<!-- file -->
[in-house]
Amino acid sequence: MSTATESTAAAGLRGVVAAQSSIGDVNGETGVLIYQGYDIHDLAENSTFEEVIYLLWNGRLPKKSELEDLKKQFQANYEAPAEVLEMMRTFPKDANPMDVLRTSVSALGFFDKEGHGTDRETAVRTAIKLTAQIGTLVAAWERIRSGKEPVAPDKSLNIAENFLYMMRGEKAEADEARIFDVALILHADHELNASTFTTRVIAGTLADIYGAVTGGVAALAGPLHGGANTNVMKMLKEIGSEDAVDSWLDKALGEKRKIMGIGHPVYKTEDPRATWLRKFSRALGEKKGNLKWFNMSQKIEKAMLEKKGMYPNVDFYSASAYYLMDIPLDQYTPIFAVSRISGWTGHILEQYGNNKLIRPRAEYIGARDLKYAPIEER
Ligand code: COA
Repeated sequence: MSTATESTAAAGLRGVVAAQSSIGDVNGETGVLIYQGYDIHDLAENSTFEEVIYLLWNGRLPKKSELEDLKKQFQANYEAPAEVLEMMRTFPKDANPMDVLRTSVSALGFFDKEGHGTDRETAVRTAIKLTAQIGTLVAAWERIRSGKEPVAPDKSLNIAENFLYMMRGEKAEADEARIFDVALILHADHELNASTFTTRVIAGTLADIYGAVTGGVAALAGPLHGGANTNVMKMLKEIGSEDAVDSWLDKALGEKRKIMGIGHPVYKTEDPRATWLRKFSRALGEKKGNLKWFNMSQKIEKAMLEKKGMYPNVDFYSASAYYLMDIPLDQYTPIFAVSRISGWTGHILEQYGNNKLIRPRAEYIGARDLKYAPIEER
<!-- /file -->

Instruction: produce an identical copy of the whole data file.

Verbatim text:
[in-house]
Amino acid sequence: MSTATESTAAAGLRGVVAAQSSIGDVNGETGVLIYQGYDIHDLAENSTFEEVIYLLWNGRLPKKSELEDLKKQFQANYEAPAEVLEMMRTFPKDANPMDVLRTSVSALGFFDKEGHGTDRETAVRTAIKLTAQIGTLVAAWERIRSGKEPVAPDKSLNIAENFLYMMRGEKAEADEARIFDVALILHADHELNASTFTTRVIAGTLADIYGAVTGGVAALAGPLHGGANTNVMKMLKEIGSEDAVDSWLDKALGEKRKIMGIGHPVYKTEDPRATWLRKFSRALGEKKGNLKWFNMSQKIEKAMLEKKGMYPNVDFYSASAYYLMDIPLDQYTPIFAVSRISGWTGHILEQYGNNKLIRPRAEYIGARDLKYAPIEER
Ligand code: COA
Repeated sequence: MSTATESTAAAGLRGVVAAQSSIGDVNGETGVLIYQGYDIHDLAENSTFEEVIYLLWNGRLPKKSELEDLKKQFQANYEAPAEVLEMMRTFPKDANPMDVLRTSVSALGFFDKEGHGTDRETAVRTAIKLTAQIGTLVAAWERIRSGKEPVAPDKSLNIAENFLYMMRGEKAEADEARIFDVALILHADHELNASTFTTRVIAGTLADIYGAVTGGVAALAGPLHGGANTNVMKMLKEIGSEDAVDSWLDKALGEKRKIMGIGHPVYKTEDPRATWLRKFSRALGEKKGNLKWFNMSQKIEKAMLEKKGMYPNVDFYSASAYYLMDIPLDQYTPIFAVSRISGWTGHILEQYGNNKLIRPRAEYIGARDLKYAPIEER